Tribune recognized for General Excellence
Published 12:00 am Monday, April 28, 2008
For the third consecutive year and the fourth time in five years, The Ironton Tribune has been named the best small newspaper in Ohio.
The newspaper received first place in General Excellence in Division I and joined The Cleveland Plain Dealer, The Canton Repository, the Sandusky Register and The Massillon Independent as General Excellence winners.
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Division I, the largest division, comprises all Ohio newspapers with circulations of fewer than 8,000. The newspaper captured 15 total awards, the most of any newspaper in its category.
Division I was judged by The State Journal of Frankfort, Ky. Judges said The Ironton Tribune distanced itself from the field.
“Obvious winner! Rich stories on variety of (sometimes surprising) topics. Bold headlines, attention to detail, nice tone,” judges wrote. “Layout tends to mirror tone of stories, which shows good collaboration. Unpredictable, yet very accessible.”
Publisher Michael Caldwell said the recognition comes as a result of the efforts of the entire staff.
“I couldn’t be more proud of the entire Ironton Tribune team. This is a tremendous honor handed out by the Associated Press and to have earned this award three straight years — and four times in five years — is truly humbling,” Caldwell said. “It is certainly a testament to the hard work that the entire staff puts into creating the best newspaper we can each and every day.”
Managing Editor Rick Greene said the newspaper staff tries to produce a newspaper that its readers can be proud of.
“It is always rewarding to be recognized by your peers. Our objective each day is not to win awards, but to serve our communities to the fullest extent possible with professional journalism,” Greene said. “These awards cannot be garnered without dedicated people who take their responsibilities seriously.”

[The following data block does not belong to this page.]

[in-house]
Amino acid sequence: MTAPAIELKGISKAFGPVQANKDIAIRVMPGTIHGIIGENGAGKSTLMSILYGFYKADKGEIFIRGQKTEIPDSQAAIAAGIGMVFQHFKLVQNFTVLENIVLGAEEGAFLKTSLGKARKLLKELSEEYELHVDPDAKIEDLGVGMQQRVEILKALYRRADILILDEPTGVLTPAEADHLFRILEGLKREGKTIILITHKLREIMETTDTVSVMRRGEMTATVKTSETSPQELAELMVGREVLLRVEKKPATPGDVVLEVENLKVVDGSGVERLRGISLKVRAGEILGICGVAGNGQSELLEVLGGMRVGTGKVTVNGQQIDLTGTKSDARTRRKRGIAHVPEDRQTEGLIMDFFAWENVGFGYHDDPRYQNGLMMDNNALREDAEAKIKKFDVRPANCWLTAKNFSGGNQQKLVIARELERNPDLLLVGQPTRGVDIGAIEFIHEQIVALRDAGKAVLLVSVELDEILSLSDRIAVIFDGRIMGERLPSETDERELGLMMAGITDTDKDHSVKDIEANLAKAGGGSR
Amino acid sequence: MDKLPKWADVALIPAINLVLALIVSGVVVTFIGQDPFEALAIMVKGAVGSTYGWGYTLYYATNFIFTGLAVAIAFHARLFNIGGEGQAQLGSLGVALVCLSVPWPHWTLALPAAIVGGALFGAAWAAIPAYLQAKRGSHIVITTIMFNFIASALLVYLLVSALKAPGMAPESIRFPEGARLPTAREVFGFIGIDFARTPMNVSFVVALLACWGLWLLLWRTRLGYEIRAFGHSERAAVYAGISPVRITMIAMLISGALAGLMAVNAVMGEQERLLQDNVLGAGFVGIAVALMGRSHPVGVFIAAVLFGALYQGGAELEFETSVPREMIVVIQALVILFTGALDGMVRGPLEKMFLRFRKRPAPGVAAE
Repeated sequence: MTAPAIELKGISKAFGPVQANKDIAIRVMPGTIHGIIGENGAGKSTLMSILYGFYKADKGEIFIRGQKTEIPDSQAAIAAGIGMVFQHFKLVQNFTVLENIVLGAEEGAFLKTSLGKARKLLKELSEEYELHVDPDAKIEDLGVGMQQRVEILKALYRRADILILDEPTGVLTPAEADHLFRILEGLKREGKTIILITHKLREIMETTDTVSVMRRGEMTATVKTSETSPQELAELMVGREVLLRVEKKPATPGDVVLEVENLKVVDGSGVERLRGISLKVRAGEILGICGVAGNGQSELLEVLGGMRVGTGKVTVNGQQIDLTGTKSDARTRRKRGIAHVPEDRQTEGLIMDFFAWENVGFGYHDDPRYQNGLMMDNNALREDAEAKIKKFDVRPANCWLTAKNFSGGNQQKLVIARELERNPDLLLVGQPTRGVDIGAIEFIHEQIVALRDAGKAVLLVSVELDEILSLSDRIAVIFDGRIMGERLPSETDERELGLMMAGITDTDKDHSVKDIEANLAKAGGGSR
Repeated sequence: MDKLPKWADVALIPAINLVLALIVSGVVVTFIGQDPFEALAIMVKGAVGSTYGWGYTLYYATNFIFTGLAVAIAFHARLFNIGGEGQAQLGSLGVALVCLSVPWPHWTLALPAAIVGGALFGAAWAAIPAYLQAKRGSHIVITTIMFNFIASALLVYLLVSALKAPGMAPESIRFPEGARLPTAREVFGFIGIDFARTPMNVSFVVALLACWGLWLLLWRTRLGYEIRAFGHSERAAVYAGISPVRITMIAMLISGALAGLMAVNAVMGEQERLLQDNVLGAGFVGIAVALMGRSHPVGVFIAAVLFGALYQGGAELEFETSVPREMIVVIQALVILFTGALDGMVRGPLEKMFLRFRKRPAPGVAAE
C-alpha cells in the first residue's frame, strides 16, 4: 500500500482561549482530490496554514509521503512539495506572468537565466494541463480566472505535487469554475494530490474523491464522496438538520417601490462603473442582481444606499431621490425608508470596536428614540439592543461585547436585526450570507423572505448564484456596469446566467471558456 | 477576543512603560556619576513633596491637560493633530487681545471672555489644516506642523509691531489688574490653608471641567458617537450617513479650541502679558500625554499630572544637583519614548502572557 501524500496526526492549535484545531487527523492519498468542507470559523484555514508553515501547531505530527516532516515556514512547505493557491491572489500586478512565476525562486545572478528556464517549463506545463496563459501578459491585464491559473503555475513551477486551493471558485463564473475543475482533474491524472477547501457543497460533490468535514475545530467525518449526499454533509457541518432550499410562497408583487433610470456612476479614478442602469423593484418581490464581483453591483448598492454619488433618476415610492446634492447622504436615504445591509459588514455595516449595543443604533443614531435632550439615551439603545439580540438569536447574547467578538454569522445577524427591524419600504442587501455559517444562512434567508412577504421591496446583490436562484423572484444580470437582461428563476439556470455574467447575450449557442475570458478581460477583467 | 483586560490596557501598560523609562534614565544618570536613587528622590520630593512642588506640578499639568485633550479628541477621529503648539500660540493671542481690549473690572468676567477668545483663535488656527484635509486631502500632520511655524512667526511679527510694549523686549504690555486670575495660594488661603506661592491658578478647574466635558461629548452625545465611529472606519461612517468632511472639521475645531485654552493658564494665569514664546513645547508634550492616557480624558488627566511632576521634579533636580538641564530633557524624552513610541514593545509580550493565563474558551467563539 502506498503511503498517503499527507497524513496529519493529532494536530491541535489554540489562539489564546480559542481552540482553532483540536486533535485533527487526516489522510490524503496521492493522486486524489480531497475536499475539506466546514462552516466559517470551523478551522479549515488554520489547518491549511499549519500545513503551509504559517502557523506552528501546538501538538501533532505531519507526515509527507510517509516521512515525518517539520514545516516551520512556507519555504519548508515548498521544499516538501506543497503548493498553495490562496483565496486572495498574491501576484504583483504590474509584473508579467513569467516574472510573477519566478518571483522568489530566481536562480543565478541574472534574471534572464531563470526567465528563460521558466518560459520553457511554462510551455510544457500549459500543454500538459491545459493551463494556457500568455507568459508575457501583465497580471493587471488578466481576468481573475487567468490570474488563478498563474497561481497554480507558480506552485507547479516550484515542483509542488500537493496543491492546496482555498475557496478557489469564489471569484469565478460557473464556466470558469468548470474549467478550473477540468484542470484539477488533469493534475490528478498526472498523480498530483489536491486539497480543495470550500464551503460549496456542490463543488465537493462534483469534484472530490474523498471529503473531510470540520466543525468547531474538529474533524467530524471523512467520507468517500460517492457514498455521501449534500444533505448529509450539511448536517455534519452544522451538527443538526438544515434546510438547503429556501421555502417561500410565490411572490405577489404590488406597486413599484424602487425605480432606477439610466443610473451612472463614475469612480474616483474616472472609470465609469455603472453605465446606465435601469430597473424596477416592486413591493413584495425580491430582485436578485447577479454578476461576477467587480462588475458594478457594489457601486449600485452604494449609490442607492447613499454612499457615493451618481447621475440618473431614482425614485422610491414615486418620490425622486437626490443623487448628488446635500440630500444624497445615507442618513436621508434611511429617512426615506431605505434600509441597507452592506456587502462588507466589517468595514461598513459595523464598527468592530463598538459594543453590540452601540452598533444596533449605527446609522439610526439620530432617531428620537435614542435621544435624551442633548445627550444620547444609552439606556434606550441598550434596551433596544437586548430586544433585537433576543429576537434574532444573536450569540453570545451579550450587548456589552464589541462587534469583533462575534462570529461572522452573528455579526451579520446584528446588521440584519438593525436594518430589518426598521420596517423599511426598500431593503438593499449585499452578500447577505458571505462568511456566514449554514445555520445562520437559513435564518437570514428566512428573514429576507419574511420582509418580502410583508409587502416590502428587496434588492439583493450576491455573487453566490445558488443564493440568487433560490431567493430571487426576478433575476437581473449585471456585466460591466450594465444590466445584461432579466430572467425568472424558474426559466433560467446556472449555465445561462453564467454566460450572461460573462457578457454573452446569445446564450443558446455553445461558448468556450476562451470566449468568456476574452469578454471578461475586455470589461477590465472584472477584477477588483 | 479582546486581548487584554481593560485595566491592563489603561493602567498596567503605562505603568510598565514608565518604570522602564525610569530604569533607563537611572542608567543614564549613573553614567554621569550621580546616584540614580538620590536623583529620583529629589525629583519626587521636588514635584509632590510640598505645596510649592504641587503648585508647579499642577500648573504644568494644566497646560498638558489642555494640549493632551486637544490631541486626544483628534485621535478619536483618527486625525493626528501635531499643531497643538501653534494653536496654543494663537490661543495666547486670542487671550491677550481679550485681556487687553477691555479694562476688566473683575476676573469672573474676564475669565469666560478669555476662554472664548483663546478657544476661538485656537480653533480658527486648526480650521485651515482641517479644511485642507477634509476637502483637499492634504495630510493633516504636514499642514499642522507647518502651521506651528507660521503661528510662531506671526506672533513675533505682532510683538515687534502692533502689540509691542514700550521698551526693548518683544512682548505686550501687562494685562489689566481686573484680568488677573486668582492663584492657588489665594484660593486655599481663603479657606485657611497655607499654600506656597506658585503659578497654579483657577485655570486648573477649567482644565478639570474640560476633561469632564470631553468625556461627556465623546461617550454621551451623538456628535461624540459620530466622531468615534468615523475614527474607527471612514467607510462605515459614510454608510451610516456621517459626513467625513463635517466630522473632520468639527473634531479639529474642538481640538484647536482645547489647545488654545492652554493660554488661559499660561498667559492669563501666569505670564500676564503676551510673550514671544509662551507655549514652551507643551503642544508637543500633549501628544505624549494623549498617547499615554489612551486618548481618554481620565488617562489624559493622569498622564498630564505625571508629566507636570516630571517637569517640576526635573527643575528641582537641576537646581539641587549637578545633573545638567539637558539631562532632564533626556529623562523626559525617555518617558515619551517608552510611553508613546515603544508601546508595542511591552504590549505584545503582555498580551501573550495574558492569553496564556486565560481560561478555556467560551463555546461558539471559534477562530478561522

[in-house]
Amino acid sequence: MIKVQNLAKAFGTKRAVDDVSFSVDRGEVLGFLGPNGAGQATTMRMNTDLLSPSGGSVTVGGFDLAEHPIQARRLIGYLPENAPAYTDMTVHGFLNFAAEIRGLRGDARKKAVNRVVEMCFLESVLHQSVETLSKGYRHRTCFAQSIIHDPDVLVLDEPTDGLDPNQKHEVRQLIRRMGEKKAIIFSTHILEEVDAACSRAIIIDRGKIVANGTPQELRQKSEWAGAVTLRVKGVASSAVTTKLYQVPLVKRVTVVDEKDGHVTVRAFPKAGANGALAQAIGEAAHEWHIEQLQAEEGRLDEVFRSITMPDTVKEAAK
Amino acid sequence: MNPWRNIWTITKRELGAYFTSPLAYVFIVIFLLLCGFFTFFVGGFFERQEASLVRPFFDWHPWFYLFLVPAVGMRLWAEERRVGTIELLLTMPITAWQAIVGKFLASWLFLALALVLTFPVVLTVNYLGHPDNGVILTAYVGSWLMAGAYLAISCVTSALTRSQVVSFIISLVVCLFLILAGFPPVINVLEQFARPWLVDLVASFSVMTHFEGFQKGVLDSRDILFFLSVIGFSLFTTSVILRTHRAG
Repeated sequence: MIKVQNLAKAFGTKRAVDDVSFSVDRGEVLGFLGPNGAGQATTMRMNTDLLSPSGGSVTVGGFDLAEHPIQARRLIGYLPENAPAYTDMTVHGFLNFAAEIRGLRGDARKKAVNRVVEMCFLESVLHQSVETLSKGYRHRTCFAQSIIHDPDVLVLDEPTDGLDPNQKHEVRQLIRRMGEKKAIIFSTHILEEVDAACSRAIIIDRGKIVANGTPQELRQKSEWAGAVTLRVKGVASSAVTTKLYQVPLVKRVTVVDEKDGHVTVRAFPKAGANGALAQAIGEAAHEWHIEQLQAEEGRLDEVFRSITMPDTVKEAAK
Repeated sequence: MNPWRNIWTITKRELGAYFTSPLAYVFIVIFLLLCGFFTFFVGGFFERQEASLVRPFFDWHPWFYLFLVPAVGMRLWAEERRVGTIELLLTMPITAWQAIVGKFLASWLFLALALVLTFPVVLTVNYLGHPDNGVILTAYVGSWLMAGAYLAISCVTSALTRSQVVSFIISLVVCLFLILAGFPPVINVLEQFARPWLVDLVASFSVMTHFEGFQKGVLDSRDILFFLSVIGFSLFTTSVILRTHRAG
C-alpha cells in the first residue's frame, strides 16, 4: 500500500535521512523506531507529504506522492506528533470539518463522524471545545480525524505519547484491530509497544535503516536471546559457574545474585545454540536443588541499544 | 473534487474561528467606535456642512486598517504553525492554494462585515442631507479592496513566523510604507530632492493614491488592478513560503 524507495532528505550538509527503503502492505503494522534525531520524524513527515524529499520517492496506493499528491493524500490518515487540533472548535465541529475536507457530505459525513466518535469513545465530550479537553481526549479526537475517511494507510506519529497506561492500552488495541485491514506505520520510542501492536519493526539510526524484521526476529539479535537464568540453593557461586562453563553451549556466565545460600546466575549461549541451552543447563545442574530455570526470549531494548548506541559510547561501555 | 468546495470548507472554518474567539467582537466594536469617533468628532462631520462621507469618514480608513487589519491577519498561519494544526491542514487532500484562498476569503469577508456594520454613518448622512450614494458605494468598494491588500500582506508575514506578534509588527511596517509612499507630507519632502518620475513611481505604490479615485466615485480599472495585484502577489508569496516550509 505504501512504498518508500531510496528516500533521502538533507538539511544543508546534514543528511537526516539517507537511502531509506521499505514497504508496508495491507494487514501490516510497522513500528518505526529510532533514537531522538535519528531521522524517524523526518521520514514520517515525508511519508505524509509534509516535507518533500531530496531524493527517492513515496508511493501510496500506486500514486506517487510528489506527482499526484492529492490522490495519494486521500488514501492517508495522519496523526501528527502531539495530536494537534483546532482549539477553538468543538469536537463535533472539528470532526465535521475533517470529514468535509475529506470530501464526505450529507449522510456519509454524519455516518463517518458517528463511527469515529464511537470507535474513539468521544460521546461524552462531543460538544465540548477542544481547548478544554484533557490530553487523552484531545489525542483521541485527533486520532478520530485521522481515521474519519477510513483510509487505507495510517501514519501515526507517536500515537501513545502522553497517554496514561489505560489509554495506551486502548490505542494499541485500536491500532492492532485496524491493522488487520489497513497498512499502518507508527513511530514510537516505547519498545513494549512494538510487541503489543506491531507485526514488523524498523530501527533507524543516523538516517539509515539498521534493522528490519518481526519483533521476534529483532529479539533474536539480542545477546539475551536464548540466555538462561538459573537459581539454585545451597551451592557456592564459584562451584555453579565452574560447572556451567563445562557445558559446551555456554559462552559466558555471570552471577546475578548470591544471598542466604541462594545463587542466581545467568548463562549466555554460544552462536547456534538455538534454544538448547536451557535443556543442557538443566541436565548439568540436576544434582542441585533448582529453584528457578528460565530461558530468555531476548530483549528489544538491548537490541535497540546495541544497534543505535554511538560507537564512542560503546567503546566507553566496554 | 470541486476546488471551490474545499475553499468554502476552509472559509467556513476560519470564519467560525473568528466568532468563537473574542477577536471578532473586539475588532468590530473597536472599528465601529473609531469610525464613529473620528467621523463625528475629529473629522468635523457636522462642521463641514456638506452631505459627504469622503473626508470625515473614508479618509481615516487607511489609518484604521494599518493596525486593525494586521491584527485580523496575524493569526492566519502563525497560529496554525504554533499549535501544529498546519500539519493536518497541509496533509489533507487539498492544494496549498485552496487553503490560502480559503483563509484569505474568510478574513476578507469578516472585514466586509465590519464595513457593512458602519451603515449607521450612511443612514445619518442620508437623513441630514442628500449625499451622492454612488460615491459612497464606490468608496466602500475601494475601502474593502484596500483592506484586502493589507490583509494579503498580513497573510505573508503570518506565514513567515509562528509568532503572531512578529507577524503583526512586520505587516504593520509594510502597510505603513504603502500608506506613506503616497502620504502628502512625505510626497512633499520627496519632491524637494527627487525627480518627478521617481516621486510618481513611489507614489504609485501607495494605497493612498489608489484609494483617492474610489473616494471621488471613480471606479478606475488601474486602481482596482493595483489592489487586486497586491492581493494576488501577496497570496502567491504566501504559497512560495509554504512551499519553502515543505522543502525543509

Photographer Jessica St James accounted for seven of the newspaper’s 15 awards. St James won second-place awards in Best Graphic Artist, Best Illustration, Best Feature Photo and Best Photo Essay. She had third-place awards in Best Illustration and Best Photo Essay. She earned an Honorable Mention in the Best Photographer category.
Judges said St James’ work with illustrations added helpful visual elements. They also said her feature photography caught poignant moments.
“Great raw emotion caught …,” judges wrote. “We could feel the emotion from all of the subjects.”
The newspaper staff was awarded a first place for Best Breaking News on coverage of a train accident that left two young girls dead. Judges said the event was covered well with sensitivity.
“Definitely the best. Appropriate tone,” judges wrote. “Leads through all the details (in) clear, well-organized way. Lots of exactness. Special attention. Well done!”
Greene was awarded a first place in the Best Graphic Artist category and received an Honorable Mention for Best Informational Graphic.
“Way to create design using photos,” judges wrote on a package related to the changing colors of leaves in the fall. “Good color and great judgment on white space.”
Caldwell received a second-place award for editorial writing.
“Short, simple and to the point,” judges wrote. “Easy to read and understand.”
Tribune Sports Editor Jim Walker received a third-place award for Best Sports Enterprise for a story related to the dangers of practicing in summer heat.
“This entry explains the dangers of extreme temperatures while giving practical tips and concerns,” judges wrote. “Readers can truly benefit from this, and that is certainly one of the purposes of journalism - to get the information people need out in the open.”
Former Managing Editor Don Willis was recognized with a third-place award in the Best Informational Graphic category. His graphic illustrated details about the fatal train accident.
The newspaper also received an Honorable Mention for Best Special Section with its 2007 Answer Book.